Obama-rama: Of Ethanol Tariffs & Brazilian Sugar

♠ Posted by Emmanuel in , at 1/19/2009 09:15:00 AM
The agricultural protectionist stylings of one Barack Obama are well-documented. He's already suggested that, for him, the welfare of relatively well-off American farmers is more important than that of impoverished Kenyan ones when it comes to maintaining farm subsidies. Here we have another example just as he is about to become the American president. Like the EU, the United States has long kept punitive tariffs on Brazilian sugarcane, a biofuel source that is not only less expensive than US corn but also less environmentally destructive [1, 2, 3]. Since lessening global warming is one of if not the key goal in using biofuels, this criticism is not a trivial one.

Unsurprisingly, the ethanol lobby is keen on consolidating its gains with a new president assuming the reins of power. During his campaign, Obama was spotted touring with Tom Daschle (D-SD), senator-turned-ethanol lobbyist. Now, the Renewable Fuels Association is seeking to keep things just as they are. Rust never sleeps; rent-seeking never ends. As our American friends like to ask, "Who's you're (sugar)daddy?"
The US ethanol industry on Tuesday renewed calls for a continuation of the US tariff on Brazilian ethanol, arguing US taxpayers should not be required to subsidise biofuels made abroad. The US levies a 54 cent/gal tax on imported Brazilian ethanol, which the Renewable Fuels Association (RFA) claims is used to offset a tax credit the US gives for blending ethanol in gasoline. The RFA represents 90% of US ethanol makers. [Don't these guys have the argument backwards?]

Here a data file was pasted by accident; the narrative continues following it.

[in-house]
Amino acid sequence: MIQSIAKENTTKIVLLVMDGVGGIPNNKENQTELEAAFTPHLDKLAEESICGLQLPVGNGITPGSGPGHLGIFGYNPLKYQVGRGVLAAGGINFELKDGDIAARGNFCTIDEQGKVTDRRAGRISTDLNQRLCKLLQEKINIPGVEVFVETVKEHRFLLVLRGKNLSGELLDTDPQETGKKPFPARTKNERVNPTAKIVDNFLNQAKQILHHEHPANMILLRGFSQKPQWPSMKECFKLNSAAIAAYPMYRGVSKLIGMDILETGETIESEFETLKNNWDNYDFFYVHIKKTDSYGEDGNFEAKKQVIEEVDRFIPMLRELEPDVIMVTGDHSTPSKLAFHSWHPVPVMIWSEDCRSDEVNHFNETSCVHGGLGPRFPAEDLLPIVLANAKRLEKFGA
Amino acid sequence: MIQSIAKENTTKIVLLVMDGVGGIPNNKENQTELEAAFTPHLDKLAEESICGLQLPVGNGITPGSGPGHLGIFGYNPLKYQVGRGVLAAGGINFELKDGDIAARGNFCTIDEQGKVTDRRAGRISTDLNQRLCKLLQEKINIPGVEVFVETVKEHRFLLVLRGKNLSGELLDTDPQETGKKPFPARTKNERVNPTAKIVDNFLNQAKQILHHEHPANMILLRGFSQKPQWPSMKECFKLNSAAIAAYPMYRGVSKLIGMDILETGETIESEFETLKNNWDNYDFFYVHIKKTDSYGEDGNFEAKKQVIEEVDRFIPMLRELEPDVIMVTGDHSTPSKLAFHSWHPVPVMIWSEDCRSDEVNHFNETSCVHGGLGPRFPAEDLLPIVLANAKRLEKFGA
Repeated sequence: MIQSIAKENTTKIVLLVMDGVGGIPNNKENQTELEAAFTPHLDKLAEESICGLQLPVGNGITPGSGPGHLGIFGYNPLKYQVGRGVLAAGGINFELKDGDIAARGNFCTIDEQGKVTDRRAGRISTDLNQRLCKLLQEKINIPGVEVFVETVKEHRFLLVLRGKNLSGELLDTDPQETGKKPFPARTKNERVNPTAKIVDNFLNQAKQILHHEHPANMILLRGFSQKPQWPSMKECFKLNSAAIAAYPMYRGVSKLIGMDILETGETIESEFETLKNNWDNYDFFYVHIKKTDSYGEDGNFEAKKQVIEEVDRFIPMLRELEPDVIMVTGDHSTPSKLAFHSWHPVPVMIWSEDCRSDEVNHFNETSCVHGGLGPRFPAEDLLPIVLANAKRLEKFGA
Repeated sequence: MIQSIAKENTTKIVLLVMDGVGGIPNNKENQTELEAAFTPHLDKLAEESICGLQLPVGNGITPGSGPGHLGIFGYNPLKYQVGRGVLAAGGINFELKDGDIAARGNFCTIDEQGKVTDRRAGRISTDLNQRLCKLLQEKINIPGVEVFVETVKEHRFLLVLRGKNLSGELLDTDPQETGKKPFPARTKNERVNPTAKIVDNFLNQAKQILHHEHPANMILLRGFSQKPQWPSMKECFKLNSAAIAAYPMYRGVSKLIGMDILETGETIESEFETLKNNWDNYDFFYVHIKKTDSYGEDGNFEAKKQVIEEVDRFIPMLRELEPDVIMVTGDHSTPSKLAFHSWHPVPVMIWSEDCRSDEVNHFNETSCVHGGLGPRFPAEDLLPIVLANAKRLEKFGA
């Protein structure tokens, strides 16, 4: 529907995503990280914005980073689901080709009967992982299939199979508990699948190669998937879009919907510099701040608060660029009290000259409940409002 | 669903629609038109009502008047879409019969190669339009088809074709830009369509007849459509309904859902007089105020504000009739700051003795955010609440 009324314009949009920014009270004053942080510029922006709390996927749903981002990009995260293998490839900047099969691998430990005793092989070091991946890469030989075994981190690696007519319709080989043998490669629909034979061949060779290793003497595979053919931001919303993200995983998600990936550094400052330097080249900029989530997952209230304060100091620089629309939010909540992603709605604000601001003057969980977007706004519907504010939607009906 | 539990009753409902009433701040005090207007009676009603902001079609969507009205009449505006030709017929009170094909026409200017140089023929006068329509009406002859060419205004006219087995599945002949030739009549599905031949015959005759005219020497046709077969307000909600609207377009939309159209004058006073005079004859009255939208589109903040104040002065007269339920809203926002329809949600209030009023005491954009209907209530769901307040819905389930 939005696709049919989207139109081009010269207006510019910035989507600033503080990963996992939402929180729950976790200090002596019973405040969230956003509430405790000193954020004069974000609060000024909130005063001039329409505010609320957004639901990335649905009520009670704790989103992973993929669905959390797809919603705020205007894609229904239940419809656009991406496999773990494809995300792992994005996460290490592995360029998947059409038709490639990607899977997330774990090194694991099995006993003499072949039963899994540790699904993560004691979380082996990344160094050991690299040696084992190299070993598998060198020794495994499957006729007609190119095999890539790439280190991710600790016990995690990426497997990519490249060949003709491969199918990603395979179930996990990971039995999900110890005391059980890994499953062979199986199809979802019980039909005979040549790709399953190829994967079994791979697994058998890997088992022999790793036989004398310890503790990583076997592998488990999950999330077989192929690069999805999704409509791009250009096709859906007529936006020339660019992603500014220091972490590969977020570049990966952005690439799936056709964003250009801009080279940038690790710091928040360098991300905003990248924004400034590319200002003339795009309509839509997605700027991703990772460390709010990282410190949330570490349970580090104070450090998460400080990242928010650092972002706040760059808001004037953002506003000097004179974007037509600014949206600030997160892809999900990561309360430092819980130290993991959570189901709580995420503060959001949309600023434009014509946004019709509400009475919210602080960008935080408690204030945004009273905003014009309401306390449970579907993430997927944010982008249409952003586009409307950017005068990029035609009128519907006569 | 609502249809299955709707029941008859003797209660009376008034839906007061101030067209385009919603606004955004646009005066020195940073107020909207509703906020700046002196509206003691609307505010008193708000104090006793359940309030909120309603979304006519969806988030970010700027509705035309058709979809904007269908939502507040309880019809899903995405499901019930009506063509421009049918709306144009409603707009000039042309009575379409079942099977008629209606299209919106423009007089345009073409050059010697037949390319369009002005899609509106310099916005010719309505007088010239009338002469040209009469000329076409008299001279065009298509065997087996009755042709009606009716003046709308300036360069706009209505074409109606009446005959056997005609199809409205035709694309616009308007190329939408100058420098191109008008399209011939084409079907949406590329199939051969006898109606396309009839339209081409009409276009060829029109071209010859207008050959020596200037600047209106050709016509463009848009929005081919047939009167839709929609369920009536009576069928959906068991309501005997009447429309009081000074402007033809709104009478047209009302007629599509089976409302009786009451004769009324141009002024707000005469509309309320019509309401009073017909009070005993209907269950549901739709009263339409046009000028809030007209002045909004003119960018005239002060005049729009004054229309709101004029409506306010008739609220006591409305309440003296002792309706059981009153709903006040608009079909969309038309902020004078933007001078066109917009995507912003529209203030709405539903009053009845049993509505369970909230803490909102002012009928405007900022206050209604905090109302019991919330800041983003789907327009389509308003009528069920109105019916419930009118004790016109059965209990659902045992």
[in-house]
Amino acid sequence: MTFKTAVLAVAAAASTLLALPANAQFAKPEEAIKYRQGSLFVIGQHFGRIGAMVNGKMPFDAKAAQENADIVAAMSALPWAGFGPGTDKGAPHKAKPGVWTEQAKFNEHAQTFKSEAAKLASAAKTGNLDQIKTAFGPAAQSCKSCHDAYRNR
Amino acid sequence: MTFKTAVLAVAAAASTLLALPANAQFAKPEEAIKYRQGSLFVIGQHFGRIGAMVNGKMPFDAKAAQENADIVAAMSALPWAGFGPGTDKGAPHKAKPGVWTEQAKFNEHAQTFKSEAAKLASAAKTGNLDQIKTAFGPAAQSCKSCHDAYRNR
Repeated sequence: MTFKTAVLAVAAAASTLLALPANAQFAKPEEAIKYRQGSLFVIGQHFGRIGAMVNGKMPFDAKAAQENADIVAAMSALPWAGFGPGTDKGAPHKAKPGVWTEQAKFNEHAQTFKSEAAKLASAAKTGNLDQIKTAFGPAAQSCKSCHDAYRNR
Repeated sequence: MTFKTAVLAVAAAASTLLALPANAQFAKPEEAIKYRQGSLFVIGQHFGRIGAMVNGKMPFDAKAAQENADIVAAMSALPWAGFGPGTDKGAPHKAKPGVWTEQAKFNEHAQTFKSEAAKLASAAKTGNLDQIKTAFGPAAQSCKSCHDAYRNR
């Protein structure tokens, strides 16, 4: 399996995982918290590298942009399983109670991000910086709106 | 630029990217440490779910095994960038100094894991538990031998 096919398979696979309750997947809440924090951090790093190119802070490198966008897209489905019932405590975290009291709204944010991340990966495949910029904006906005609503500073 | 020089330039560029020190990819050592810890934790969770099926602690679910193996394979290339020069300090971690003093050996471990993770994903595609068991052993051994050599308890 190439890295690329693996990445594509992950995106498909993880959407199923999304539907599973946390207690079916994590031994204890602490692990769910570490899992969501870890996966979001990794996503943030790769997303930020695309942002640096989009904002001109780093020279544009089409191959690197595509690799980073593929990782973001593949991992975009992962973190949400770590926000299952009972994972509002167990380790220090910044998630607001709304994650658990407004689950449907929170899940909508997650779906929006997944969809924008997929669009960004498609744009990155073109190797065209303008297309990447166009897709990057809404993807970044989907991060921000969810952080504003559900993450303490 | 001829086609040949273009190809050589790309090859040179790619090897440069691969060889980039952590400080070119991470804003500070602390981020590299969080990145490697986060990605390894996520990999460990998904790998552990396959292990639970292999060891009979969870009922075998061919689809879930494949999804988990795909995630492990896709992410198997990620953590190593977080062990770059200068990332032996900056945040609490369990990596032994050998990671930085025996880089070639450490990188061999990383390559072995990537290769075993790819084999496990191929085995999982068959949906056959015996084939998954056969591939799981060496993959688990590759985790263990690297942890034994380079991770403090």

RFA president Bob Dinneen downplayed talk of possible changes on the blending credit system that could eventually lead to changes on the tariff side. “If it ain’t broke don’t fix it,” Dinneen said during a conference call.

Brazil has for years decried the US import restriction on ethanol, saying it goes against free-trade principles. Brazil has also threathened to challenge US ethanol subsidies at the World Trade Organization (WTO).

The US Congress in 2008 extended both the import tariff and the blender credit, although the credit was reduced from the earlier 51 cents/gal to 45 cents/gal. The tariff was extended until 2010. President-elect Barack Obama indicated on the campaign trail that he planned to keep both the tariff and blender credit in place.
And yes, Brazil should take this sorry piece of policy to the WTO dispute settlement mechanism to administer an old-fashioned whupping.